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ICR Panel: Writing and Publishing for Graduate Students. Reviewed by Christopher Stampone

Wednesday, March 29, 2017 - 20:55

Panel: Writing and Publishing for Graduate Students

Panelists:

  • Michael Gamer (University of Pennsylvania)
  • Kevin Hutchings (University of Northern British Columbia)

"'Be Tenacious': Michael Gamer and Kevin Hutchings Give Grads Publishing Advice at ICR 2016"

by Christopher Stampone (Southern Methodist University)

Training graduate students to write with an eye toward publication is a trending topic in academia. In an article recently published by the Chronicle of Higher Education, Devoney Looser (@devoneylooser) offers graduate students and early-career academics a window into the editorial processes that many journals follow, and shares useful and much-needed advice on how to prepare good materials that will impress “scholarly gatekeepers.” I followed up her essay with a blog-post in which I discuss the submission process from a graduate student’s perspective, and share a few anecdotes from my good—and not so good experiences—with journal editors and editorial boards. Talking informally for a panel entitled “Writing and Publishing for Graduate Students,” Michael Gamer (@gamermichael) and surprise guest panelist Kevin Hutchings literally and figuratively joined the ongoing conversation by offering fresh perspectives and important advice on graduate-student publication submissions. Three crucial pieces of advice in particular emerged from the conversation that they hosted: graduate students should “be tenacious” when considering publishing and the possible journals to which they should submit their work; apply close-reading skills prior to submitting to a journal, because journals have unique built-in audiences and (often unstated) expectations for submissions; and, most important, remember that journals are run by people who make mistakes, have lives, and have deadlines of their own to meet.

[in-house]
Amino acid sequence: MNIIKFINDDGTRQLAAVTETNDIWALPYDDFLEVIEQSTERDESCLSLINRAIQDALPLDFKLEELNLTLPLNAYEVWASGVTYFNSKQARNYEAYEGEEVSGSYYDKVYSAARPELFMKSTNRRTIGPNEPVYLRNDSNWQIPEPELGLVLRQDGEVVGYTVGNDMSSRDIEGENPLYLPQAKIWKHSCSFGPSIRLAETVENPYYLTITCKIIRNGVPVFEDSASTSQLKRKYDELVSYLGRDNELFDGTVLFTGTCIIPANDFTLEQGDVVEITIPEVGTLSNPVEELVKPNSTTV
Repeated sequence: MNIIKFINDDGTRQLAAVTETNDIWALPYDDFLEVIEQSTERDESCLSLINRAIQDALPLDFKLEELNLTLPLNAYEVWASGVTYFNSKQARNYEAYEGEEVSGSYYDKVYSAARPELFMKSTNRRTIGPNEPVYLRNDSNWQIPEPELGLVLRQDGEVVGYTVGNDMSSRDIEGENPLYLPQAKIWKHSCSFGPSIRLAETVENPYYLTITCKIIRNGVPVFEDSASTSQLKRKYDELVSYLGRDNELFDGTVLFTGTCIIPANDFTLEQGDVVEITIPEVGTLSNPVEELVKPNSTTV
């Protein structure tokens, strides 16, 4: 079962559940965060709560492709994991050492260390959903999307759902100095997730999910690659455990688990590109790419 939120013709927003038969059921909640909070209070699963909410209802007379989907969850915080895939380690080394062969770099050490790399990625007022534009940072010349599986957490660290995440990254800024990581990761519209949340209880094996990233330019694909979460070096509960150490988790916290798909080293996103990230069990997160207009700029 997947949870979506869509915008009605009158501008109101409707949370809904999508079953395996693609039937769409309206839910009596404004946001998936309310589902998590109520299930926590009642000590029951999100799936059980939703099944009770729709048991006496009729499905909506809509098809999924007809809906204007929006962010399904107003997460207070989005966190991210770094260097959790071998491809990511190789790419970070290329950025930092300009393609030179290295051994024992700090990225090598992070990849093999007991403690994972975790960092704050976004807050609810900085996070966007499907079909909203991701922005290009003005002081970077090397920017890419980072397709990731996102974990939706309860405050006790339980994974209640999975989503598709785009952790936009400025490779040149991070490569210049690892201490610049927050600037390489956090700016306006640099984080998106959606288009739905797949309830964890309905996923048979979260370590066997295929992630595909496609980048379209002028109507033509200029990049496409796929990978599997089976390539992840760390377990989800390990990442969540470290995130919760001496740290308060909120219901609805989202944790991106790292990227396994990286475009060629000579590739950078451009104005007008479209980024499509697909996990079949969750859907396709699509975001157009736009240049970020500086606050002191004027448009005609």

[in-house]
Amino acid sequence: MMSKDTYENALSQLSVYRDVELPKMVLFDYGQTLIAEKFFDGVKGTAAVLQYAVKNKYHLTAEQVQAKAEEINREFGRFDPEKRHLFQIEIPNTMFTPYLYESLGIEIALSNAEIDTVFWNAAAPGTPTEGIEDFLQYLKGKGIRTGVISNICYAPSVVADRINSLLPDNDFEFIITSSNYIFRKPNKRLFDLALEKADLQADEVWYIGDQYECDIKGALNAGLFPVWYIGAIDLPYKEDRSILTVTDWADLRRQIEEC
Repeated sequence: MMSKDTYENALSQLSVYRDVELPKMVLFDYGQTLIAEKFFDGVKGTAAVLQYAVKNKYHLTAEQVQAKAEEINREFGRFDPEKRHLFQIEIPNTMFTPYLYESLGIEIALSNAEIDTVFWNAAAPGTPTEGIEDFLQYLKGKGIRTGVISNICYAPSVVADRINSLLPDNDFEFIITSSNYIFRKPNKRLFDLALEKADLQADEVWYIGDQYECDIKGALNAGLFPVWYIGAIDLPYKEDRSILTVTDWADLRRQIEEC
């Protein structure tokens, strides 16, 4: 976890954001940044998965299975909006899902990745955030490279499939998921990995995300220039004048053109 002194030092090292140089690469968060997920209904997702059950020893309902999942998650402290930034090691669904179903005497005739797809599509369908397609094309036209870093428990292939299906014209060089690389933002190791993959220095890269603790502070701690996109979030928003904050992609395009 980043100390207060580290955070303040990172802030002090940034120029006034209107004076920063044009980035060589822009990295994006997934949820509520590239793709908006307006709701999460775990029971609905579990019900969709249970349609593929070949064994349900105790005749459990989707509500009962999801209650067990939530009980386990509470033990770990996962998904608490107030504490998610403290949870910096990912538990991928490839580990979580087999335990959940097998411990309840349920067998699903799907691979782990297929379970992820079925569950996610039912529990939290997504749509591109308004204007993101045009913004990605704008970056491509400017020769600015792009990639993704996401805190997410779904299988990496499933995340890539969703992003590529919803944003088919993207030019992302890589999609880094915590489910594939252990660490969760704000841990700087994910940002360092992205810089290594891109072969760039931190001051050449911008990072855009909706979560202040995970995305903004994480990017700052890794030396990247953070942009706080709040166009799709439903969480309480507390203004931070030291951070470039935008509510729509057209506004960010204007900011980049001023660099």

The fraught, purgatory-like situation in which graduate students find themselves can cause otherwise brilliant people to become cripplingly anxious—but Gamer and Hutchings stated that students must overcome this feeling and be tenacious. Produce excellent work, and publication will follow. Gamer noted that graduate students should remain tenacious even after suffering rejection, but also that students must learn from their rejection; Hutchings added that journal editors and those serving on the editorial board do not want to deal with burgeoning scholars who seem “unteachable,” and that editing in light of readers’ reports always yields a stronger essay that will have a much better chance with the next journal. Both speakers stressed the importance of graduate students aiming high when submitting work, as Gamer mentioned making initial strides in the field primarily through his work.